Showing posts with label West Point. Show all posts
Showing posts with label West Point. Show all posts

Tuesday, June 2, 2020

West Point cadets have tested positive for COVID-19 after forced ceremony

16 West Point cadets test positive for COVID-19 upon returning to campus for Trump's commencement speech

Task and Purpose
David Roza
June 1, 2020
According to the campus newspaper, The Pointer View, the 1,100 cadets of the class of 2020 started returning to campus last week.
(U.S. Army/Matthew Moeller)
At least sixteen West Point cadets have tested positive for novel coronavirus (COVID-19) upon returning to the New York campus President Donald Trump's upcoming speech at the school’s commencement ceremony on June 13.

USA Today first reported the infections. A West Point spokesman confirmed the article’s findings for Task and Purpose.

The 16 cadets are receiving treatment but are not showing symptoms of the disease, Lt. Gen. Darryl Williams, West Point’s superintendent, told USA Today.

Of the 16 affected cadets, 14 tested positive for the antibody which indicates they contracted the virus and subsequently recovered, USA Today reported.

The number is a small fraction of the 850 cadets who have returned to campus since spring break in March.
read it here

Tuesday, June 4, 2019

One Of The Most Successful Women In a veteran!

This U.S. Veteran Is One Of The Most Successful Women In America

Deniz Cam
Forbes Staff

Kathleen Hildreth has been around airplanes since she was a child. Five decades ago, she watched her parents fly their Cessna 172 in their small hometown of Trenton, Michigan.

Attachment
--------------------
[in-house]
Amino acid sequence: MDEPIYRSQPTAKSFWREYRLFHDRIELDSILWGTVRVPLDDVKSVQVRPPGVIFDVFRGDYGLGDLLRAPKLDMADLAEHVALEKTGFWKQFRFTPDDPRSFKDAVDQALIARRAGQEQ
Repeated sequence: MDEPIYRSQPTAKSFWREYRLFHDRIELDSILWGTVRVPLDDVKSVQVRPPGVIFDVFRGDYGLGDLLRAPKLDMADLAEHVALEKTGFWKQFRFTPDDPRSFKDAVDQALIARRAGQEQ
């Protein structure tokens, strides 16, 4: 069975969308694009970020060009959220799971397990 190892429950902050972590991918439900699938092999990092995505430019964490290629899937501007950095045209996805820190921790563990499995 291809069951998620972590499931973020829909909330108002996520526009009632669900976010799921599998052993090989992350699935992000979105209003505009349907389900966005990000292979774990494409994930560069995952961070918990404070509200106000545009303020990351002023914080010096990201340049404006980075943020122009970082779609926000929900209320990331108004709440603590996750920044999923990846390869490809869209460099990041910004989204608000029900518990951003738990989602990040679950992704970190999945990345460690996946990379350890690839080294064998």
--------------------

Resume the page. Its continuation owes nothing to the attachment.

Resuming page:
Kathleen Hildreth, U.S. veteran and cofounder of military aircraft maintenance company, M1 Support Services COURTESY OF KATHLEEN HILDRETH
After graduating from West Point, she flew helicopters for the military for five years but today she helps other pilots fly. In 2001, Hildreth cofounded aviation maintenance company M1 Support Services, which pulled in $680 million revenue in 2018. Forbes estimates Hildreth’s fortune at $370 million, thanks to her minority stake in M1 Support, enough for the U.S. veteran to make her debut at No. 57 on Forbes 2019 list of America’s most successful self-made women.

“Anything in the government's [aircraft] inventory, we do work on,” Hildreth told Forbes in a brief phone conversation. “You name it.” (She later declined Forbes’ request for a more extensive interview). The U.S Air Force, U.S. Army, U.S. Navy, and NASA are all clients of M1 Support, which relies entirely on the federal government for business. Most of its revenues come from maintaining military aircraft including fighter jets such as F15s, F16s, and A10 Thunderbolts.
read more here

Sunday, March 3, 2019

West Point Cadet found dead after skiing incident

West Point cadet dies of injuries after skiing incident

Army Times
Kathleen Curthoys
March 2, 2019

West Point Cadet Peter L. Zhu died Thursday, Feb. 28, of his injuries from a Feb. 23 skiing incident on the grounds of the U.S. Military Academy at West Point, New York.
Cadet Peter L. Zhu, a member of the West Point Class of 2019, died Feb. 28 of injuries he suffered days earlier while skiing on the grounds of the academy. (West Point)
Zhu, 21, a member of the Class of 2019, died with family members by his side at Westchester Medical Center in Valhalla, New York, according to a Saturday release from West Point.

A fellow skier found Zhu unresponsive on a ski slope at Victor Constant Ski Area on Saturday, Feb. 23, the release said. Members of a ski patrol responded and performed life-saving measures before Zhu was taken to a local hospital and then airlifted to Westchester for further treatment.

The circumstances of the incident are under investigation.

read more here

Thursday, February 14, 2019

West Point Cadets made veterans day at West Palm Beach Medical Center